RT – As revealed in Scripture, the Lord’s church is NEVER a stumbling block to the gospel. His church is surely a stumbling block to man-made institutions, however. The second question I can’t answer because I have not heard such things.

    11. Apparently the CC spends a good bit of time studying other groups’ theology in order to condemn what they see as egregious errors. And labels are attached such as “sectarian,” “liberal,” “ultra-conservative,” “heretic,” “not sound in the faith,” “not of us,” “dishonest,” or “institutional,” or an “anti” or an “extremist.” Such labels are put on denominational churches as well as sister Churches of Christ. Ketcherside insisted that the apostle Paul would vehemently reject such labels, and said, “Unless our brethren are transformed by the Spirit and renounce their false premise they are destined to become the most narrow and antagonistic sectarians of our age.” Let us emphatically assert that such sectarian feelings are not unique to the CC! We have enough experience with denominations to know that many in the denominational world see themselves as members of the denomination first and as Christians second. They are bound by inbred traditions and uninspired creeds which they feel a necessity to defend. Lengthy confessional statements are the way that many organizations put a straight jacket on pastors, teachers, and lay leaders. But, unlike the CC, most will allow fellowship and communion with those outside the denomination and certainly consider others as true Christians.

    RT – In this commentary of yours may help another in some way; perhaps this is a good thing. However, that said, it’s just a commentary and its value is limited.

    12. Some say that what the CC really means by “unity on the Bible” is to follow their particular view of things, including no instrumental music, gospel plan, Bible name, weekly communion, ruling elder church government, etc. Is it correct that your answer to division is for everyone else to line up with you, as Leroy Garrett claims? Isn’t there a difference between unity and uniformity? In other words, can’t we have unity without uniformity? We hear from CC people that they will fully accept anyone who “repents.” But what seems to be meant by repent is to forsake non-CC views and come on over. What did Paul mean in Romans 14:18-19? Does it mean that whoever serves Christ in the way you think they should is “acceptable to God?” Or what did Jesus mean when in Mark 9:38-51: “John said to him, ‘Teacher, we saw a man casting out demons in your name, and we forbade him, because he was not following us.’ But Jesus said, ‘Do not forbid him; for no one who does a mighty work in my name will be able soon after to speak evil of me. For he that is not against us is for us. For truly, I say to you, whoever gives you a cup of water to drink because you bear the name of Christ, will by no means lose his reward.”

    RT – If Leroy Garrett was my only source I might be inclined to think your first question would have merit. Since, however, the Scriptures speak nothing of Leroy Garret I can only answer it in accordance with that – 1 John 1:1-3. Your second question is answered yes. Your third question is, potentially, yes. The remainder of your questions are loaded with much bias. The Lord’s church can accept no one, but those who repent (Acts 17:30-31), and it is the Lord who adds to the church, not man (Acts 2:47). With regard to Romans 14, it is not responsible to interpret Paul’s words in light of denominationalism – since it did not exist in his day like it does in our day. Moreover, what Paul had in view was not a compromise with regard to what the Lord explicitly taught, but with regard to interpersonal relationship and private opinions. Additionally the passage in Mark 9:38-41 does not allow – even for a moment – teachings that are contrary to one another as if both came from God! To suggest as much is to abuse the passage.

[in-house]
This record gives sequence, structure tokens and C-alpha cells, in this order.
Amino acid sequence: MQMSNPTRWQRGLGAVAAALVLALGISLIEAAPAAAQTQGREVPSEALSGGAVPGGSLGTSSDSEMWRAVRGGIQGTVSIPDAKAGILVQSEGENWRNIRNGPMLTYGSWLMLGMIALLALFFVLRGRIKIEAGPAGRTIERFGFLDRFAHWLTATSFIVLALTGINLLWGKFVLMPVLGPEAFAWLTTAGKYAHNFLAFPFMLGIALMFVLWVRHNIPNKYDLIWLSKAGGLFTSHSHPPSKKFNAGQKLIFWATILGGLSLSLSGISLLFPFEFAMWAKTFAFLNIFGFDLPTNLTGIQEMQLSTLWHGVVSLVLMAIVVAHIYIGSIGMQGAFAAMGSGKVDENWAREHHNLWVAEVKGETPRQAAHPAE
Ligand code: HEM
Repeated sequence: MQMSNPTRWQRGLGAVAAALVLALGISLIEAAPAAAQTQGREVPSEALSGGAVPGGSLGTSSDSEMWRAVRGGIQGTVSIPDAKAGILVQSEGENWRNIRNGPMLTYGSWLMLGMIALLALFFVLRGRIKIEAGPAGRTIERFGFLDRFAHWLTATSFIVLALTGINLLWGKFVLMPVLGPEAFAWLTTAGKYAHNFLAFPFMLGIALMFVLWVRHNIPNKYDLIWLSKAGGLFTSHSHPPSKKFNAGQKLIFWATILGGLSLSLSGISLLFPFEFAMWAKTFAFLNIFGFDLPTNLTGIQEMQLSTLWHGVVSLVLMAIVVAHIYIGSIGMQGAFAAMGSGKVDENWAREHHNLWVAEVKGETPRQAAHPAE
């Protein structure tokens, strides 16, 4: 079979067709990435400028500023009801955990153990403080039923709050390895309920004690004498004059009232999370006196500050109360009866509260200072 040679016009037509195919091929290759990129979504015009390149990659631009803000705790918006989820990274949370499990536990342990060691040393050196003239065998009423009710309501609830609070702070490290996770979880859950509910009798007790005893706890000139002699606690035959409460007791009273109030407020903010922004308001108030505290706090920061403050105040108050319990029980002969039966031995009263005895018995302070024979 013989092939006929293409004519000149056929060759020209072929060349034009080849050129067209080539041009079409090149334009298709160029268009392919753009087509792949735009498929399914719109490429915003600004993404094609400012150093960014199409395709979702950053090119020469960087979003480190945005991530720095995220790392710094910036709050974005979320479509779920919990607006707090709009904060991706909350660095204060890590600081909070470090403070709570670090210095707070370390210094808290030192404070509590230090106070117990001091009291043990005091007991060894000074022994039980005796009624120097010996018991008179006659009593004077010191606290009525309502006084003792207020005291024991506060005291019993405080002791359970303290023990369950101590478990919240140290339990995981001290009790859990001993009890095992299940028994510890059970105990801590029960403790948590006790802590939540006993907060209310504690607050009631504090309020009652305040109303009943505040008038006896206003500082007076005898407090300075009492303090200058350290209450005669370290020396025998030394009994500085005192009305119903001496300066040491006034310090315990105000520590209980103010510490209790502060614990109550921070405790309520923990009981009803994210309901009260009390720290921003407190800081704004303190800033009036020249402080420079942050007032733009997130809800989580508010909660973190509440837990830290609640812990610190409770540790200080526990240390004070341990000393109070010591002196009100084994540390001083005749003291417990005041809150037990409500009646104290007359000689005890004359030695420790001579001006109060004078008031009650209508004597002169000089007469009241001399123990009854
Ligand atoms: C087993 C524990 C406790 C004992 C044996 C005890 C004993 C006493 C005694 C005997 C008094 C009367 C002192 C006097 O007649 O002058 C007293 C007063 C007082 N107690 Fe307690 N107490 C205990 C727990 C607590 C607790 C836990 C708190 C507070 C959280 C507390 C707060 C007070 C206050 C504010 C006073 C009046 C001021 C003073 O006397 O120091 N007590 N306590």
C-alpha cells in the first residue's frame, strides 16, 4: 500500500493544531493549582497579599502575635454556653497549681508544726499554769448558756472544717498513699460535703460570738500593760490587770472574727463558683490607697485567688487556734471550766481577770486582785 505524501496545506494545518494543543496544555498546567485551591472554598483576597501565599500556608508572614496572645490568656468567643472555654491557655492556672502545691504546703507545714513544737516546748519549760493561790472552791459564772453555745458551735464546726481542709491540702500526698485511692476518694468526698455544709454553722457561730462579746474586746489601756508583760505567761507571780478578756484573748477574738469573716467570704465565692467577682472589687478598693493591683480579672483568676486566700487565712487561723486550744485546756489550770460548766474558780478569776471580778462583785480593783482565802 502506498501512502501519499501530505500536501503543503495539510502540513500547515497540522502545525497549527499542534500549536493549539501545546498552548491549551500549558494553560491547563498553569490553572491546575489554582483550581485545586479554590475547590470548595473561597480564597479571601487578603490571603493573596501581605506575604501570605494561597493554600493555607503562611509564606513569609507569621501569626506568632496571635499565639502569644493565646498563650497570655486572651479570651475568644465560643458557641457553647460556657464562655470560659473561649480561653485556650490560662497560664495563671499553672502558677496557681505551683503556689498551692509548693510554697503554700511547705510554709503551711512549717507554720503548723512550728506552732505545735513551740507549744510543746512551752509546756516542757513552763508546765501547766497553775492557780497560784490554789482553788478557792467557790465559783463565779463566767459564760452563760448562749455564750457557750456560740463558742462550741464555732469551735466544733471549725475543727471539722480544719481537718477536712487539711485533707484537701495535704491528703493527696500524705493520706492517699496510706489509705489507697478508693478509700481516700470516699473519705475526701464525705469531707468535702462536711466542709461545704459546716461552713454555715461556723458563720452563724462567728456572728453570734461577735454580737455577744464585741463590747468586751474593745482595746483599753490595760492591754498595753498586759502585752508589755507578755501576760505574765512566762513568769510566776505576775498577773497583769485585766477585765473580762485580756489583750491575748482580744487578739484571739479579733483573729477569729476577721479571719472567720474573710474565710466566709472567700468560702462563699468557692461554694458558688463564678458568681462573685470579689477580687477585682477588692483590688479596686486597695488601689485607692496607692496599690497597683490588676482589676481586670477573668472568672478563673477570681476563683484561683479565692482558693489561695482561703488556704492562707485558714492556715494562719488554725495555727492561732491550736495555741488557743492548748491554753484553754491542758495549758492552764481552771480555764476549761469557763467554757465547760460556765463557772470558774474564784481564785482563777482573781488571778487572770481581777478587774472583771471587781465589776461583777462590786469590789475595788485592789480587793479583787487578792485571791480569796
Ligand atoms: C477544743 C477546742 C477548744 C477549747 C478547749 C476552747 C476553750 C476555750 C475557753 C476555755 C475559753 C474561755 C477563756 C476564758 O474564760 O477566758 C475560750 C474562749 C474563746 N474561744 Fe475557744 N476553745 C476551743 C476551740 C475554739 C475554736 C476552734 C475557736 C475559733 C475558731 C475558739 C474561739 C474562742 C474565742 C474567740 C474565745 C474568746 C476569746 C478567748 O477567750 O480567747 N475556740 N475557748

As this series continues I have grown weary of these commentary remarks. Nevertheless, in my view, there is warrant for tackling the issues by this author and giving biblical answers on my own commentary on his remarks. Perhaps some have tired of these posts. I hope that is not the case, but if it is, I beg your indulgence as they will continue.

    • Stevelucas 1:20 am on February 16, 2012 Permalink | Reply

      Ron, I appreciate your efforts in providing Scriptural facts vs. the commentary written by the individual who posted these “CC errors” or the commentary/opinions offered by those alluded to as speaking on behalf of CC (Ketcherside, et al). You may have already addressed this thought: Are your words reaching the author of “CC errors?” If the author is genuinely seeking answers to the many thoughts posited, such can be found in your many posts.

      • Ron Thomas 4:01 am on February 16, 2012 Permalink | Reply

        Steve, I do not know whether they are or not. What I plan to do is send it to him (them) when I am finished. Perhaps that can open something up in the way of dialogue. **** Thank you for your remarks.

    • ELYSEE ALEXANDER 6:25 am on February 17, 2012 Permalink | Reply


      • Ron Thomas 6:42 am on February 17, 2012 Permalink | Reply

        I don’t understand some of the things you are saying. The “church of Christ doctrine” you speak of is a term that does not communicate. If it is in the NT then that is a doctrine (teaching) that is to be followed by all. There is no compromise on this. If it is not in the NT, then it is a matter of opinion and nothing more. **** Regarding the musical instrument, since it is not in the NT as something the Lord sanctioned, then those who make use of it in the worship setting have gone further than the NT teaches (2 John 9-11). **** With regard to the organization, once again, it either has authorization from the NT or it does not. For instance, “pastor” in the NT refers to an elder, shepherd, bishop. It does not refer to the preacher. ***** Your desire to preach in another country is strictly up to you and those who support you.